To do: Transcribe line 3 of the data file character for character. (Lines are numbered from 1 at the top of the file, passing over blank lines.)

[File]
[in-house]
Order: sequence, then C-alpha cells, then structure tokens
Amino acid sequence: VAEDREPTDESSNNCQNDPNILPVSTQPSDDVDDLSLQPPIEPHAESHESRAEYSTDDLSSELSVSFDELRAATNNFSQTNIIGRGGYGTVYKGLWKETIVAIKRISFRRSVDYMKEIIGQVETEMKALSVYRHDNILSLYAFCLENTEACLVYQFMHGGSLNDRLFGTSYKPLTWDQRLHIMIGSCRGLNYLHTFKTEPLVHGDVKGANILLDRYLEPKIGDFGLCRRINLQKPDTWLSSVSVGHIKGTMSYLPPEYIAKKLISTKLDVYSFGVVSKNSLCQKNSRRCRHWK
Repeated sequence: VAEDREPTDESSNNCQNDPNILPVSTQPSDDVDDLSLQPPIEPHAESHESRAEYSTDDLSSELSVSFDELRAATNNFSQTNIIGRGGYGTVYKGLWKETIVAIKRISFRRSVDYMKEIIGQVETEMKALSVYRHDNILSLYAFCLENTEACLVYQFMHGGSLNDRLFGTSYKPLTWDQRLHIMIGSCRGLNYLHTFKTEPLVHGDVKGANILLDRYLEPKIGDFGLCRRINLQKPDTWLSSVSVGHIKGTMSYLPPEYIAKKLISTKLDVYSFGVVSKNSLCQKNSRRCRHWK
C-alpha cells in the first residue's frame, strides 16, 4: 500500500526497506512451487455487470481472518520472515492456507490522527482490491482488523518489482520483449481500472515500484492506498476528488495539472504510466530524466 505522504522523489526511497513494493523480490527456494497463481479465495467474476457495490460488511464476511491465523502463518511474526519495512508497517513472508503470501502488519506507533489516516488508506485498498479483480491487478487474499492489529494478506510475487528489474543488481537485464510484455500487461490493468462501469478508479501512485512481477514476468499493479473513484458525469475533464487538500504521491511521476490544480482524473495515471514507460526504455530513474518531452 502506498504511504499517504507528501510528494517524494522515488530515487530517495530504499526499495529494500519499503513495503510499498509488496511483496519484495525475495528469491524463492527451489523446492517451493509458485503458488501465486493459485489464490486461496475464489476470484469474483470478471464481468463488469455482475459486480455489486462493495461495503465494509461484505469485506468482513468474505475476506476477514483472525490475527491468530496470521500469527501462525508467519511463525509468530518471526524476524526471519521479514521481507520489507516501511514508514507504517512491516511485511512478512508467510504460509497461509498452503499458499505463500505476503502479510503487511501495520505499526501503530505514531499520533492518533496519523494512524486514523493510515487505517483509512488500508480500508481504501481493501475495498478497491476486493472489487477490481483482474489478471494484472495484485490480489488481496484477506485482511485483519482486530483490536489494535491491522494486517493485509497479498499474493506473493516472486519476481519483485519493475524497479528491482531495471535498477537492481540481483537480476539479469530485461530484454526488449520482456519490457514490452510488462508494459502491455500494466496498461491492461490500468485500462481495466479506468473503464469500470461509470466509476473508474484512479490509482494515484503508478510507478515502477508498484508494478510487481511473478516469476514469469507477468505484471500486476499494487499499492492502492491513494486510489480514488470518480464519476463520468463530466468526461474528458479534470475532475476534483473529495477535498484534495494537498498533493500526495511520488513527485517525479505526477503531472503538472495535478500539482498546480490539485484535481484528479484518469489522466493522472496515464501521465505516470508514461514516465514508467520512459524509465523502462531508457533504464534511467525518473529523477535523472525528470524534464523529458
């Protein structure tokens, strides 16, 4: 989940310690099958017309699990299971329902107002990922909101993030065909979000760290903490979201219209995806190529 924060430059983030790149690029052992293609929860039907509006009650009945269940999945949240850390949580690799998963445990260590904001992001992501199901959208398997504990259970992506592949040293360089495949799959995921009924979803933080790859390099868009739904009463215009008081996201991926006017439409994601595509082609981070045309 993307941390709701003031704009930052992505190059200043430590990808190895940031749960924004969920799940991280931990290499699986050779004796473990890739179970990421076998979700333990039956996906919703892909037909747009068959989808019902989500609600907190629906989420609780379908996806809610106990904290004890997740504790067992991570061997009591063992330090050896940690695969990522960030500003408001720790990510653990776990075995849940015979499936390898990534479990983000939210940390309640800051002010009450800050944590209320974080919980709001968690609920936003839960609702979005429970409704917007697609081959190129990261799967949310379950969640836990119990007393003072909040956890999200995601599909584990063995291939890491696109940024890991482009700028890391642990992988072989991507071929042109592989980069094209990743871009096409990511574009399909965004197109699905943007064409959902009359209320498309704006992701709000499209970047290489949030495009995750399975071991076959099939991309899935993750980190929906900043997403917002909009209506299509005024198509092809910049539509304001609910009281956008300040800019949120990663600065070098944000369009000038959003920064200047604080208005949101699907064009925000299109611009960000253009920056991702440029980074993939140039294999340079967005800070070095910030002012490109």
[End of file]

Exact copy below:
Amino acid sequence: VAEDREPTDESSNNCQNDPNILPVSTQPSDDVDDLSLQPPIEPHAESHESRAEYSTDDLSSELSVSFDELRAATNNFSQTNIIGRGGYGTVYKGLWKETIVAIKRISFRRSVDYMKEIIGQVETEMKALSVYRHDNILSLYAFCLENTEACLVYQFMHGGSLNDRLFGTSYKPLTWDQRLHIMIGSCRGLNYLHTFKTEPLVHGDVKGANILLDRYLEPKIGDFGLCRRINLQKPDTWLSSVSVGHIKGTMSYLPPEYIAKKLISTKLDVYSFGVVSKNSLCQKNSRRCRHWK